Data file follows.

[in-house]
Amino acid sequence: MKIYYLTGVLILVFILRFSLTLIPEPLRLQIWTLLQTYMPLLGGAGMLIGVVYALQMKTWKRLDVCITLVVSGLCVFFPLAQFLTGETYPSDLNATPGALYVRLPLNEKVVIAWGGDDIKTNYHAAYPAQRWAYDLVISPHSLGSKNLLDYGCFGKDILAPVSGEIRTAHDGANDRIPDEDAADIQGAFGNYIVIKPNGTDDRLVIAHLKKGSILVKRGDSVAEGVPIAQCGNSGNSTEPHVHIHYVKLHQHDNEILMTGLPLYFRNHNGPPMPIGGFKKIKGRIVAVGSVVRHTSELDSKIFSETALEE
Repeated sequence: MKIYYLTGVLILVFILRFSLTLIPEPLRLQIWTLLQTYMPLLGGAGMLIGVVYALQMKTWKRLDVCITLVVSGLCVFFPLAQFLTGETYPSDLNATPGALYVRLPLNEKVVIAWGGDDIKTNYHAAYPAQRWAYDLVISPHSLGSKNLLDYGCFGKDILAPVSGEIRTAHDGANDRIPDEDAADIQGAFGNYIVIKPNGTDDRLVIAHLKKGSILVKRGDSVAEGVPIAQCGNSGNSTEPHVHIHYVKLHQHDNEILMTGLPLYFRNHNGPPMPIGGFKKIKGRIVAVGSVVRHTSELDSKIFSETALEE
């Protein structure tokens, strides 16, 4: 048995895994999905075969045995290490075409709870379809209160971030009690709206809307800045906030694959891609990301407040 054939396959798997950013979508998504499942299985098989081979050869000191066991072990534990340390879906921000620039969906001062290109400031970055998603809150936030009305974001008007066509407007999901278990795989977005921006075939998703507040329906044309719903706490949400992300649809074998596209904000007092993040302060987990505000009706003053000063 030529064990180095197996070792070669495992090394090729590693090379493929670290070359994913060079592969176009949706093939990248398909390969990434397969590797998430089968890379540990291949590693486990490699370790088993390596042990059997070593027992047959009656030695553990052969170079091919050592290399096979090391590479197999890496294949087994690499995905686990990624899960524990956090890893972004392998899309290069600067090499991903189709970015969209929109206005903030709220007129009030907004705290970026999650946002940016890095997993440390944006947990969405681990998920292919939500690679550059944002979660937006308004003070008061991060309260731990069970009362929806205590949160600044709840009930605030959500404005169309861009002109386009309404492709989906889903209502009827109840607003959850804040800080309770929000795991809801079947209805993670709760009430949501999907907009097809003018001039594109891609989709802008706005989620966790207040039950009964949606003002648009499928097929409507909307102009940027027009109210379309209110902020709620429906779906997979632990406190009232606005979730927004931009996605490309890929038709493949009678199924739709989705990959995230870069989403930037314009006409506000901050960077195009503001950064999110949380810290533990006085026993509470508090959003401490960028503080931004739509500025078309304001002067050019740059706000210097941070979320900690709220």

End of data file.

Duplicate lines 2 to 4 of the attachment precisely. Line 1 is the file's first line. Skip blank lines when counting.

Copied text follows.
Amino acid sequence: MKIYYLTGVLILVFILRFSLTLIPEPLRLQIWTLLQTYMPLLGGAGMLIGVVYALQMKTWKRLDVCITLVVSGLCVFFPLAQFLTGETYPSDLNATPGALYVRLPLNEKVVIAWGGDDIKTNYHAAYPAQRWAYDLVISPHSLGSKNLLDYGCFGKDILAPVSGEIRTAHDGANDRIPDEDAADIQGAFGNYIVIKPNGTDDRLVIAHLKKGSILVKRGDSVAEGVPIAQCGNSGNSTEPHVHIHYVKLHQHDNEILMTGLPLYFRNHNGPPMPIGGFKKIKGRIVAVGSVVRHTSELDSKIFSETALEE
Repeated sequence: MKIYYLTGVLILVFILRFSLTLIPEPLRLQIWTLLQTYMPLLGGAGMLIGVVYALQMKTWKRLDVCITLVVSGLCVFFPLAQFLTGETYPSDLNATPGALYVRLPLNEKVVIAWGGDDIKTNYHAAYPAQRWAYDLVISPHSLGSKNLLDYGCFGKDILAPVSGEIRTAHDGANDRIPDEDAADIQGAFGNYIVIKPNGTDDRLVIAHLKKGSILVKRGDSVAEGVPIAQCGNSGNSTEPHVHIHYVKLHQHDNEILMTGLPLYFRNHNGPPMPIGGFKKIKGRIVAVGSVVRHTSELDSKIFSETALEE
């Protein structure tokens, strides 16, 4: 048995895994999905075969045995290490075409709870379809209160971030009690709206809307800045906030694959891609990301407040 054939396959798997950013979508998504499942299985098989081979050869000191066991072990534990340390879906921000620039969906001062290109400031970055998603809150936030009305974001008007066509407007999901278990795989977005921006075939998703507040329906044309719903706490949400992300649809074998596209904000007092993040302060987990505000009706003053000063 030529064990180095197996070792070669495992090394090729590693090379493929670290070359994913060079592969176009949706093939990248398909390969990434397969590797998430089968890379540990291949590693486990490699370790088993390596042990059997070593027992047959009656030695553990052969170079091919050592290399096979090391590479197999890496294949087994690499995905686990990624899960524990956090890893972004392998899309290069600067090499991903189709970015969209929109206005903030709220007129009030907004705290970026999650946002940016890095997993440390944006947990969405681990998920292919939500690679550059944002979660937006308004003070008061991060309260731990069970009362929806205590949160600044709840009930605030959500404005169309861009002109386009309404492709989906889903209502009827109840607003959850804040800080309770929000795991809801079947209805993670709760009430949501999907907009097809003018001039594109891609989709802008706005989620966790207040039950009964949606003002648009499928097929409507909307102009940027027009109210379309209110902020709620429906779906997979632990406190009232606005979730927004931009996605490309890929038709493949009678199924739709989705990959995230870069989403930037314009006409506000901050960077195009503001950064999110949380810290533990006085026993509470508090959003401490960028503080931004739509500025078309304001002067050019740059706000210097941070979320900690709220």